It turns out, there are a ton of tools for managing your dotfiles, and github has even curated them. Initially, I was really interested in rcs and the python dotfiles package. But with rcs, my modularity goals were tricky to think through, and with the python package, given that I want all my python packages in virtualenvs, and part of that setup depends on my dotfiles, I decided to try to keep things simpler if I could.

I ended up using a set of shell scripts called homeshick to manage the dotfiles themsleves and myrepos to manage the many git repos. Homeshick handles symlinking files from a gitrepo into your home. It depends on bash, which means I can just clone it and be on my way. Symlinking has its own downsides, but the approach homeshick takes allows you to have a bunch of repos that all link into the same directories in your home, which solves my modularity problems. Then, myrepos handles cloning and bootstrapping the several repos where I keep things. I can have separate configs for myrepos for work and home (and even have one include the other), which is really useful.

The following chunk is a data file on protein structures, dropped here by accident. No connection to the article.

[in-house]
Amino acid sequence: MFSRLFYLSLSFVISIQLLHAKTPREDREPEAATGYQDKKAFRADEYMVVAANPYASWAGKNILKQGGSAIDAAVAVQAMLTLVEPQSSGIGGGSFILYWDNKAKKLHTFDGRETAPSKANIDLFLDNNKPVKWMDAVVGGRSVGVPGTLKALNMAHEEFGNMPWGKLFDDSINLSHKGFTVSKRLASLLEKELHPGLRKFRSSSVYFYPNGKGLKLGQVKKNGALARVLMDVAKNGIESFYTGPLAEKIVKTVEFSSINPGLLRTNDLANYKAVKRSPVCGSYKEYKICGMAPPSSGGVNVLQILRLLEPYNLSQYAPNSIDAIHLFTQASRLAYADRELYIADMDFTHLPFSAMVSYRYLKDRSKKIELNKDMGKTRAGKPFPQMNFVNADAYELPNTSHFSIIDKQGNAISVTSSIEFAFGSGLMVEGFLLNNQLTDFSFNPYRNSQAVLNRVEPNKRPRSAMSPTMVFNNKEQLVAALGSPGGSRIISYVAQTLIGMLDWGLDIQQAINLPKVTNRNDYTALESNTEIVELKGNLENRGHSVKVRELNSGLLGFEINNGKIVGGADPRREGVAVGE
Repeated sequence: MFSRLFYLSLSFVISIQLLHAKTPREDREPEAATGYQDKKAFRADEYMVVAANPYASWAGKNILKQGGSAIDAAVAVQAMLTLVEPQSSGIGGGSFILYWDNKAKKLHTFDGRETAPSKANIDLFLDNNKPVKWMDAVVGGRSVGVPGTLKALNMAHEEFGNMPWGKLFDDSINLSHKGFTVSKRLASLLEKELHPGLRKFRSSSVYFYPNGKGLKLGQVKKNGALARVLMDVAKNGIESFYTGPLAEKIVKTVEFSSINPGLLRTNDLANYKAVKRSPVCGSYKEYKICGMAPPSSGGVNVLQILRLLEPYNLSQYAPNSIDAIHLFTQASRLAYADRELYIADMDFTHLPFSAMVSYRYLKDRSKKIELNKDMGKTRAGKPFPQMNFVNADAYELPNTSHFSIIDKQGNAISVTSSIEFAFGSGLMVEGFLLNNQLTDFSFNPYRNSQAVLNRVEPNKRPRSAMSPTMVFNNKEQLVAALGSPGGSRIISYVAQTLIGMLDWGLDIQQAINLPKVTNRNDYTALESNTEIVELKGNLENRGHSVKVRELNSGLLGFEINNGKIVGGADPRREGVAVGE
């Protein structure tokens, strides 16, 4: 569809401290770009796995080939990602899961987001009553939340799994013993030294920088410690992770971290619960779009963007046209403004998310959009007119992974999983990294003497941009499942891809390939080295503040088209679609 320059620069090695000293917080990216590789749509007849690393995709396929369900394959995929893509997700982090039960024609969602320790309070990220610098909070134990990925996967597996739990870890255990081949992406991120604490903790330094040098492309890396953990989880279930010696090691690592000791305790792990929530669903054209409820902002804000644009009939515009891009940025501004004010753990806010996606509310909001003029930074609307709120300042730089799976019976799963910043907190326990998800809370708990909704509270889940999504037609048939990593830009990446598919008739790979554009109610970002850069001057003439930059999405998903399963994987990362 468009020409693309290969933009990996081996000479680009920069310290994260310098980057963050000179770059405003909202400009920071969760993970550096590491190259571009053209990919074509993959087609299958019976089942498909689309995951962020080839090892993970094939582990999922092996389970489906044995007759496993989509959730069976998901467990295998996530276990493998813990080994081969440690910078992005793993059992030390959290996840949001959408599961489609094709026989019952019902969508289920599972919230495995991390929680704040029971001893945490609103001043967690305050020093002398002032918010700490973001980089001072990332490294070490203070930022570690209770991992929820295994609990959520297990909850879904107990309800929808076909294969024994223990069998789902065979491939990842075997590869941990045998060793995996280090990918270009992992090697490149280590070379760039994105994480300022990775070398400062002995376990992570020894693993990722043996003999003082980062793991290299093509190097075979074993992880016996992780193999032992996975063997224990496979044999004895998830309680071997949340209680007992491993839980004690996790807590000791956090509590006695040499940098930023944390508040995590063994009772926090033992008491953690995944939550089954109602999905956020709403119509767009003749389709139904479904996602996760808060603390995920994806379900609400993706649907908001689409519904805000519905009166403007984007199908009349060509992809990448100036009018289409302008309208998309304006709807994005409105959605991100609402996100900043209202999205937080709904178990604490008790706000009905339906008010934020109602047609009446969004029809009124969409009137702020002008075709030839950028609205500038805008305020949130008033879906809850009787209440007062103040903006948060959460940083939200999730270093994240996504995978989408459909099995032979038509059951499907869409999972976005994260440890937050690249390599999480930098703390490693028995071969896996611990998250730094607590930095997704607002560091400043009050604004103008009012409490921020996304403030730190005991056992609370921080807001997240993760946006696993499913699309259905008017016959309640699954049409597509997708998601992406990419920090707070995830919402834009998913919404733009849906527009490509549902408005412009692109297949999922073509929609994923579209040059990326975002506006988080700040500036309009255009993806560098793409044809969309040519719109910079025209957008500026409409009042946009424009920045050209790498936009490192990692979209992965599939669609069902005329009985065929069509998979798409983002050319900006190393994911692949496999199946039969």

I use these utilities to bootstrap tool-specific package managers, like zgen for manage zsh plugins or vundle for vim plugins.

What's cool

Now, I can run mr --trust-all bootstrap in my home and have all my basic tooling setup. Not only does this pull my personal tools, but also external dependencies like homeshick or spacemacs (which I've been playing with). Because myrepos is well-designed, at work I can have a .mrconfig that includes my home one and extends it. This allows for the sort of modularity and layering that I wanted.